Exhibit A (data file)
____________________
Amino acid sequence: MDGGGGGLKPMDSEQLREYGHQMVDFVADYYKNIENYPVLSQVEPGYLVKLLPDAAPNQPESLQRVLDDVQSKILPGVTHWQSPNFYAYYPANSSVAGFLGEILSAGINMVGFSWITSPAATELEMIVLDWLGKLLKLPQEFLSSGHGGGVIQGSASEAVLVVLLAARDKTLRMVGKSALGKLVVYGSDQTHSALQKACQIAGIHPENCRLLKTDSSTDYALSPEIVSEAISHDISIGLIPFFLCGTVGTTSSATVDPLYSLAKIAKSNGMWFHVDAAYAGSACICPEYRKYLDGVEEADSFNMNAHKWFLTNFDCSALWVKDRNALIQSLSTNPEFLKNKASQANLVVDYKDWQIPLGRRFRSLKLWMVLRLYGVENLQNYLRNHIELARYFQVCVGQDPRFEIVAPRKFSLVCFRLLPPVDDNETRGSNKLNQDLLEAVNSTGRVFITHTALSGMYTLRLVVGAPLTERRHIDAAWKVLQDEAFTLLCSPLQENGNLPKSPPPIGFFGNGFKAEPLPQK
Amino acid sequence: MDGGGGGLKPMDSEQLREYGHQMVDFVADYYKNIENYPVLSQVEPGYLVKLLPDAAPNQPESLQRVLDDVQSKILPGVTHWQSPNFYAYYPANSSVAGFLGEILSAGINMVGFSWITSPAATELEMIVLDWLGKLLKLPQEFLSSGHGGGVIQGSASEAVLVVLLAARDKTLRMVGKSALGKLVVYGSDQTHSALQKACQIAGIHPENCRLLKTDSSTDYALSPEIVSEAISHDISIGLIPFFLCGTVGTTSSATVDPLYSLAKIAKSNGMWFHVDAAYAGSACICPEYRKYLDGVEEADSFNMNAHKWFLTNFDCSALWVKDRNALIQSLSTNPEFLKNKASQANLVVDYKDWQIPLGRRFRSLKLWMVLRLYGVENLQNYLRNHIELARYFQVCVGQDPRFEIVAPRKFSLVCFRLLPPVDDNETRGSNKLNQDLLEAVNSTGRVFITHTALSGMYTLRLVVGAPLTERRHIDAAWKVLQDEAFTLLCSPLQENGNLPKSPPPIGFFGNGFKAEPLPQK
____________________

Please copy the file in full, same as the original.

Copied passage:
Amino acid sequence: MDGGGGGLKPMDSEQLREYGHQMVDFVADYYKNIENYPVLSQVEPGYLVKLLPDAAPNQPESLQRVLDDVQSKILPGVTHWQSPNFYAYYPANSSVAGFLGEILSAGINMVGFSWITSPAATELEMIVLDWLGKLLKLPQEFLSSGHGGGVIQGSASEAVLVVLLAARDKTLRMVGKSALGKLVVYGSDQTHSALQKACQIAGIHPENCRLLKTDSSTDYALSPEIVSEAISHDISIGLIPFFLCGTVGTTSSATVDPLYSLAKIAKSNGMWFHVDAAYAGSACICPEYRKYLDGVEEADSFNMNAHKWFLTNFDCSALWVKDRNALIQSLSTNPEFLKNKASQANLVVDYKDWQIPLGRRFRSLKLWMVLRLYGVENLQNYLRNHIELARYFQVCVGQDPRFEIVAPRKFSLVCFRLLPPVDDNETRGSNKLNQDLLEAVNSTGRVFITHTALSGMYTLRLVVGAPLTERRHIDAAWKVLQDEAFTLLCSPLQENGNLPKSPPPIGFFGNGFKAEPLPQK
Amino acid sequence: MDGGGGGLKPMDSEQLREYGHQMVDFVADYYKNIENYPVLSQVEPGYLVKLLPDAAPNQPESLQRVLDDVQSKILPGVTHWQSPNFYAYYPANSSVAGFLGEILSAGINMVGFSWITSPAATELEMIVLDWLGKLLKLPQEFLSSGHGGGVIQGSASEAVLVVLLAARDKTLRMVGKSALGKLVVYGSDQTHSALQKACQIAGIHPENCRLLKTDSSTDYALSPEIVSEAISHDISIGLIPFFLCGTVGTTSSATVDPLYSLAKIAKSNGMWFHVDAAYAGSACICPEYRKYLDGVEEADSFNMNAHKWFLTNFDCSALWVKDRNALIQSLSTNPEFLKNKASQANLVVDYKDWQIPLGRRFRSLKLWMVLRLYGVENLQNYLRNHIELARYFQVCVGQDPRFEIVAPRKFSLVCFRLLPPVDDNETRGSNKLNQDLLEAVNSTGRVFITHTALSGMYTLRLVVGAPLTERRHIDAAWKVLQDEAFTLLCSPLQENGNLPKSPPPIGFFGNGFKAEPLPQK